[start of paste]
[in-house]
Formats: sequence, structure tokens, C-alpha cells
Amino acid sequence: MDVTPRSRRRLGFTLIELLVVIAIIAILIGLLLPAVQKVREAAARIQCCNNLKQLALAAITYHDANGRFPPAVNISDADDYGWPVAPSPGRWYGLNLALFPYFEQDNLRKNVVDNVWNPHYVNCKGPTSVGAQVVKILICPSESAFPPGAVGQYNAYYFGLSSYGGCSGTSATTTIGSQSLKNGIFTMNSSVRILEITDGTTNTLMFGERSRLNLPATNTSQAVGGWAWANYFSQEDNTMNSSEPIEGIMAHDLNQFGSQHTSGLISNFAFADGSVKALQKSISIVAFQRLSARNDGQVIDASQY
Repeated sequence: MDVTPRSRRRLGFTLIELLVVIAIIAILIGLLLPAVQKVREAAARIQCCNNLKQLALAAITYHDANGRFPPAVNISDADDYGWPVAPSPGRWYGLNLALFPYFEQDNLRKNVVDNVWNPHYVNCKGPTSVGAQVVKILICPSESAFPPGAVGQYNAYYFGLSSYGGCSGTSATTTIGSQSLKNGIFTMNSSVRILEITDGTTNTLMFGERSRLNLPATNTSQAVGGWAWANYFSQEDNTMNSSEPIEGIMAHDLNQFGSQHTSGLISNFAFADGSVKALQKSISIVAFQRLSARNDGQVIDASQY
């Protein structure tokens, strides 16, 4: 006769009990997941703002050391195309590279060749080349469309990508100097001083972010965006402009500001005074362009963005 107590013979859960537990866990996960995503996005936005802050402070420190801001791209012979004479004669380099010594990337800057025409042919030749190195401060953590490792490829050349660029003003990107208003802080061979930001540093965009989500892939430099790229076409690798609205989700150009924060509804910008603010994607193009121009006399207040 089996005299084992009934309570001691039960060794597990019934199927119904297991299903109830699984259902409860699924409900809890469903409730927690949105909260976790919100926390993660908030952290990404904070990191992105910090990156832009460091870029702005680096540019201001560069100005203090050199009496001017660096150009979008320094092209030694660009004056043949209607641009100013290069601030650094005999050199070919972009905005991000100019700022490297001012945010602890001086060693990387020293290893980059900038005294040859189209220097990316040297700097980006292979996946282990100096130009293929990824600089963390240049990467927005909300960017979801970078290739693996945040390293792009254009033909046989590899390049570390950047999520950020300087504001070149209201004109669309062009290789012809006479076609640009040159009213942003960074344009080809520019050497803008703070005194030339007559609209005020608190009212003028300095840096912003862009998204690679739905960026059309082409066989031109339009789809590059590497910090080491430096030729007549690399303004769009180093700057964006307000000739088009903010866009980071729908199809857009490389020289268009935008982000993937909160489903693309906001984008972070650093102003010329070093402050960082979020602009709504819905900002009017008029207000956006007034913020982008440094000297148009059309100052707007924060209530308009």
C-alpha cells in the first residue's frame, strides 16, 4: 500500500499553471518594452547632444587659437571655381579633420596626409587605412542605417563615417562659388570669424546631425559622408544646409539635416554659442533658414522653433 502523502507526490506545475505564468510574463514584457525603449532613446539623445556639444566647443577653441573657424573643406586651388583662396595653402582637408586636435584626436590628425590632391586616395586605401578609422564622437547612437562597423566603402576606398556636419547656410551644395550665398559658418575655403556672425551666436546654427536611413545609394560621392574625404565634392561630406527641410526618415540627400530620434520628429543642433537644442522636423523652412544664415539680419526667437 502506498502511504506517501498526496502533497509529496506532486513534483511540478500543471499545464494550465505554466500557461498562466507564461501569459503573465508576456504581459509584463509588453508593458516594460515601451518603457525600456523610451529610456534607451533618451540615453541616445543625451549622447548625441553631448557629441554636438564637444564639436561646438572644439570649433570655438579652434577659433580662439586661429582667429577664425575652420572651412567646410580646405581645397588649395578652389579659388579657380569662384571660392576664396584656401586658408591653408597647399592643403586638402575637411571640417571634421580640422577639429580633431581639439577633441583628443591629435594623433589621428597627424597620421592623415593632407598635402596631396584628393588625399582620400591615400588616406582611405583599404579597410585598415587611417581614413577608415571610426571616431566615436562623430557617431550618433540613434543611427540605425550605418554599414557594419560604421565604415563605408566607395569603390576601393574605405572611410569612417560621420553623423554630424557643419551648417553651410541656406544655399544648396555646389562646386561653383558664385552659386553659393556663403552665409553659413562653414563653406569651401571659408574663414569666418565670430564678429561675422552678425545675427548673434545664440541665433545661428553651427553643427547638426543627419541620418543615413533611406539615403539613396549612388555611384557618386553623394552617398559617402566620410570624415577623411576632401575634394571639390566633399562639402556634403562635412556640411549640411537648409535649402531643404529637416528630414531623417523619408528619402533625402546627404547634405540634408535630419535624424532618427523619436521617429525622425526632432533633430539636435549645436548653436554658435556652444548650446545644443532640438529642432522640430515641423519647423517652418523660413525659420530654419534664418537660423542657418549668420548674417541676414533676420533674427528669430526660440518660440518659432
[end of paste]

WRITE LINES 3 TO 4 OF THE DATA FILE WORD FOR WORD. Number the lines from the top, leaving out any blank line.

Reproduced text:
Amino acid sequence: MDVTPRSRRRLGFTLIELLVVIAIIAILIGLLLPAVQKVREAAARIQCCNNLKQLALAAITYHDANGRFPPAVNISDADDYGWPVAPSPGRWYGLNLALFPYFEQDNLRKNVVDNVWNPHYVNCKGPTSVGAQVVKILICPSESAFPPGAVGQYNAYYFGLSSYGGCSGTSATTTIGSQSLKNGIFTMNSSVRILEITDGTTNTLMFGERSRLNLPATNTSQAVGGWAWANYFSQEDNTMNSSEPIEGIMAHDLNQFGSQHTSGLISNFAFADGSVKALQKSISIVAFQRLSARNDGQVIDASQY
Repeated sequence: MDVTPRSRRRLGFTLIELLVVIAIIAILIGLLLPAVQKVREAAARIQCCNNLKQLALAAITYHDANGRFPPAVNISDADDYGWPVAPSPGRWYGLNLALFPYFEQDNLRKNVVDNVWNPHYVNCKGPTSVGAQVVKILICPSESAFPPGAVGQYNAYYFGLSSYGGCSGTSATTTIGSQSLKNGIFTMNSSVRILEITDGTTNTLMFGERSRLNLPATNTSQAVGGWAWANYFSQEDNTMNSSEPIEGIMAHDLNQFGSQHTSGLISNFAFADGSVKALQKSISIVAFQRLSARNDGQVIDASQY